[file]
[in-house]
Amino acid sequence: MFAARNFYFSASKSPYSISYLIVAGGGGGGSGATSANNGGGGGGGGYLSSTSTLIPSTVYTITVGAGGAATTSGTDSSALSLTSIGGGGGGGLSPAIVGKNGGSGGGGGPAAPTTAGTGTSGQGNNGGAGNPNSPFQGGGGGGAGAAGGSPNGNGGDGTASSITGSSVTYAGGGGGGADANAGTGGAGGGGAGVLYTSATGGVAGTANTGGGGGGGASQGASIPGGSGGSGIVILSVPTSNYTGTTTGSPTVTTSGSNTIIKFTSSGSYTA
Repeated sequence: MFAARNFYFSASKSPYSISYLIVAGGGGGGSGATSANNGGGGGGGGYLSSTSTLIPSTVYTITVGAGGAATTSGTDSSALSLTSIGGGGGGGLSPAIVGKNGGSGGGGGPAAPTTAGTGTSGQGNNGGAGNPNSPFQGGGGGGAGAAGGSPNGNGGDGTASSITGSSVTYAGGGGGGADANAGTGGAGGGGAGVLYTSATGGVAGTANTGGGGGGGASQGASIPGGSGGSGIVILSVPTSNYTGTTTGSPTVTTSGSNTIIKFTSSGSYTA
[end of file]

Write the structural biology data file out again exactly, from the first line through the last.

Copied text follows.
[in-house]
Amino acid sequence: MFAARNFYFSASKSPYSISYLIVAGGGGGGSGATSANNGGGGGGGGYLSSTSTLIPSTVYTITVGAGGAATTSGTDSSALSLTSIGGGGGGGLSPAIVGKNGGSGGGGGPAAPTTAGTGTSGQGNNGGAGNPNSPFQGGGGGGAGAAGGSPNGNGGDGTASSITGSSVTYAGGGGGGADANAGTGGAGGGGAGVLYTSATGGVAGTANTGGGGGGGASQGASIPGGSGGSGIVILSVPTSNYTGTTTGSPTVTTSGSNTIIKFTSSGSYTA
Repeated sequence: MFAARNFYFSASKSPYSISYLIVAGGGGGGSGATSANNGGGGGGGGYLSSTSTLIPSTVYTITVGAGGAATTSGTDSSALSLTSIGGGGGGGLSPAIVGKNGGSGGGGGPAAPTTAGTGTSGQGNNGGAGNPNSPFQGGGGGGAGAAGGSPNGNGGDGTASSITGSSVTYAGGGGGGADANAGTGGAGGGGAGVLYTSATGGVAGTANTGGGGGGGASQGASIPGGSGGSGIVILSVPTSNYTGTTTGSPTVTTSGSNTIIKFTSSGSYTA